Help! My Nail is Turning Green!

Help! My Nail is turning Green!

I received this email a couple of days ago from a hairdresser about a discoloured nail:
I’ve been doing my gel overlay for a while now with shellac on top and just changing the shellac every couple of weeks and doing a full overlay when needed, now I’m no pro so they are always a little dodgy, but I noticed a few infills ago my nail was a bit greenish looking lol,
Now I’ve taken them off and letting  some air get to it, but I’m a bit worried, what can I do cos I don’t think anyone will put nails on me while they are like this,

 Help! My Nail is turning Green!Help! My Nail is turning Green!


 *Unfortunately, Your nail sounds like it may have mould.


I’s not uncommon for this to occur with artificial nails.

As some stage – probably at work as you are a hairdresser with your hands in water a lot – moisture has gotten in between your own nail and the product, it gets trapped there and grows then you see the green. With any nail service, it is vitally important to ensure the is completely clean and dry.
A qualified Nail Technician should prep the area correctly to avoid any kind of contamination. 
What to do?  Keep the product off it so you can see what it’s doing. Using an old file or block buffer, gently file the surface and some of the green may come off. Don’t use that file on any other nails and throw it in the bin – if you use it on your other nails you risk spreading the problem.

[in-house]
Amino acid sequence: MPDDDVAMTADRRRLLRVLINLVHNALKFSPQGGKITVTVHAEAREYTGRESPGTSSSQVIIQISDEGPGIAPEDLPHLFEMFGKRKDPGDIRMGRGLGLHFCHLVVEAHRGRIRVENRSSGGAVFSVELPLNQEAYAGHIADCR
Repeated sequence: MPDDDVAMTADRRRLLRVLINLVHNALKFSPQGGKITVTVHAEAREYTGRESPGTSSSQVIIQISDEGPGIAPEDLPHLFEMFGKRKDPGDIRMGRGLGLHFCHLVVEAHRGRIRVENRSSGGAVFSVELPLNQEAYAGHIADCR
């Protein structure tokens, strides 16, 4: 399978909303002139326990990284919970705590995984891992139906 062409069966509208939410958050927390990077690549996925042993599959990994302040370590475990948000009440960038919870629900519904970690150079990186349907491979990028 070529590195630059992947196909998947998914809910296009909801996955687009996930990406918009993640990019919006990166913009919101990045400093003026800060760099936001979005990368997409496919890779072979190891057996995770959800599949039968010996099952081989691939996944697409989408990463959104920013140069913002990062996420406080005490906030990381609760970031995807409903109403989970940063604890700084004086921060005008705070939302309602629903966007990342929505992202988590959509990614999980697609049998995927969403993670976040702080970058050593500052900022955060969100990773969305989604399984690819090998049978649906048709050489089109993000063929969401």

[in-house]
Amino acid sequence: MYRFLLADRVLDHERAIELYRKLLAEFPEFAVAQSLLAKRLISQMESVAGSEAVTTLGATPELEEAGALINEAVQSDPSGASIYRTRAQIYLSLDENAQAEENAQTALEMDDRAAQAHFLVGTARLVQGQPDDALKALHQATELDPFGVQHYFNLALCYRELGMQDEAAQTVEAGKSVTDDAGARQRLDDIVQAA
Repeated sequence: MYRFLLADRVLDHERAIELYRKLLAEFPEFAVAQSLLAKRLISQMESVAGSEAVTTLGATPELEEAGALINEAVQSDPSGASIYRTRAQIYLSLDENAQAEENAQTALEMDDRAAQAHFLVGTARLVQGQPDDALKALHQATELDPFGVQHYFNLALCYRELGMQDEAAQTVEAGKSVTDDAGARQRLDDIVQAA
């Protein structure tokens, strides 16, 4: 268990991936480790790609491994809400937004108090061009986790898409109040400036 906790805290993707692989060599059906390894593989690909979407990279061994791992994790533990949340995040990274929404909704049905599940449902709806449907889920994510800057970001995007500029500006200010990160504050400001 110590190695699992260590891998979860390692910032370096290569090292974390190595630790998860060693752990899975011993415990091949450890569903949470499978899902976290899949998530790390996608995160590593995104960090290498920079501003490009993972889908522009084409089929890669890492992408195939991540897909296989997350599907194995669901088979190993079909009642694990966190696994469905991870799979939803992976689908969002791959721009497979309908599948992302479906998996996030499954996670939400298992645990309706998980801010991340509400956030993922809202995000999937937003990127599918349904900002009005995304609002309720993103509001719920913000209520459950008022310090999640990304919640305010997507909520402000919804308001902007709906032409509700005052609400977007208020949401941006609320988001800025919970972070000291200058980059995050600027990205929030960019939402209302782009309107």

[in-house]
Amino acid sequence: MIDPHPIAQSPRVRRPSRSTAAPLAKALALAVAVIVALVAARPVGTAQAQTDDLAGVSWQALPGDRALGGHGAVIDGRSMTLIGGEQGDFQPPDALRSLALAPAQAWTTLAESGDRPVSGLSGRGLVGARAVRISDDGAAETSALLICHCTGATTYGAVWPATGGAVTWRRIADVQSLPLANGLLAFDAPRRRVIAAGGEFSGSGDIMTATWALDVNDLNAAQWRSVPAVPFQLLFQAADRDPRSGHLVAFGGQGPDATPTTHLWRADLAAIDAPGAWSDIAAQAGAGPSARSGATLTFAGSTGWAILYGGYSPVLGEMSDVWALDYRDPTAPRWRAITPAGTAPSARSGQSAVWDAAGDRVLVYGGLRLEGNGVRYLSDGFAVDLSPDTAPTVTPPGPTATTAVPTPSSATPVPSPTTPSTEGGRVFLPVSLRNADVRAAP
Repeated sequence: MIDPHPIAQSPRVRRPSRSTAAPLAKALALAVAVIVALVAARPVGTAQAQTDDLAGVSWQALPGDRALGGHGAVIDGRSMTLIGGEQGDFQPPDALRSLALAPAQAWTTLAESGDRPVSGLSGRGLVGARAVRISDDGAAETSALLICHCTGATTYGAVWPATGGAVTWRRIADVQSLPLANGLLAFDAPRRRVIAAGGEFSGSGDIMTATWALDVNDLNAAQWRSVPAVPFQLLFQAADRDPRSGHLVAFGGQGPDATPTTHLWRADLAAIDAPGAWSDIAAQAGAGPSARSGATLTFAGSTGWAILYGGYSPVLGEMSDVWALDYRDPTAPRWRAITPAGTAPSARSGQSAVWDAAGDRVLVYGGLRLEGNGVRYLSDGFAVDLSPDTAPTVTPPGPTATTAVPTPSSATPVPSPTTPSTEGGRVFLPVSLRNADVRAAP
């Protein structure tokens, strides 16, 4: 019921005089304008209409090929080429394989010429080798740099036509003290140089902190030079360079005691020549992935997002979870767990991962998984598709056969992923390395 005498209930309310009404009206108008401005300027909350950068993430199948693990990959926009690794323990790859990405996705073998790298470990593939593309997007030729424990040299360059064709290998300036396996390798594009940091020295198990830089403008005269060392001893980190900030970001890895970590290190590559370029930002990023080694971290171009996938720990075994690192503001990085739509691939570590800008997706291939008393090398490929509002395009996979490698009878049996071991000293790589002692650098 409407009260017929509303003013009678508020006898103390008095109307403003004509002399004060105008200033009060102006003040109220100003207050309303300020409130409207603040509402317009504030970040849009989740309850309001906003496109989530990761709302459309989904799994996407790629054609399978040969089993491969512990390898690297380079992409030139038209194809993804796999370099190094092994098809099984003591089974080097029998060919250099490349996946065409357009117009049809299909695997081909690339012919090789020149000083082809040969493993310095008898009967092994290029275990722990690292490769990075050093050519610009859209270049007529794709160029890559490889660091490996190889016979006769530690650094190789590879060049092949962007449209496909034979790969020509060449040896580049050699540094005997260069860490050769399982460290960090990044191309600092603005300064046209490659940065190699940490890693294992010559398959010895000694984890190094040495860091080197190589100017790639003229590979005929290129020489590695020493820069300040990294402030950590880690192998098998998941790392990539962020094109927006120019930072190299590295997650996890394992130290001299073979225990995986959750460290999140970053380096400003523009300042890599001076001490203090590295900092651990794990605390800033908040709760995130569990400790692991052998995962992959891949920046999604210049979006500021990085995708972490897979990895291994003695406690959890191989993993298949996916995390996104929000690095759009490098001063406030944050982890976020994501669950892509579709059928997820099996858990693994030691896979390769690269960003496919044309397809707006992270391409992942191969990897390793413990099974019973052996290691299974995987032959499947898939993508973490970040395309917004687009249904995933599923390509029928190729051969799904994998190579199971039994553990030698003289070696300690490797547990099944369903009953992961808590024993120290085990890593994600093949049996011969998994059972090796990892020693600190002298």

Then wipe over it with Rubbing alcohol or tea tree oil (Tea Tree oil has antiseptic and antibacterial properties).
Keep it as dry as you possibly can until it clears up. Wear gloves when your hands are in water.
Keep an eye on it and if it’s not improving seek medical advice.
Ideally, I recommend getting professional products applied by professional nail techs only.
However, there are a lot of home kits available now so if you are going to DIY always make sure the nail surface is clean and dry before applying any product – remove any oils and moisture with a clean block buffer and wipe with Rubbing Alcohol/Isopropyl Alcohol on a cotton pad. 
This will ensure there are no contaminants on the nail, and also the product will stick better to a clean, dry, oil free surface, making it less prone to lifting, which allows moisture to get in and get trapped under the nail.  
You can get Rubbing Alcohol at the supermarket for under $10. 

treat nail infections

*If unsure I recommend  you seek medical advice. 
*I am not a Doctor and I do not dispense medical advice, only opinion, which is based on my experience as a Nail technician and Educator.
If you have any persistent nail problems visit your Doctor!
Back to blog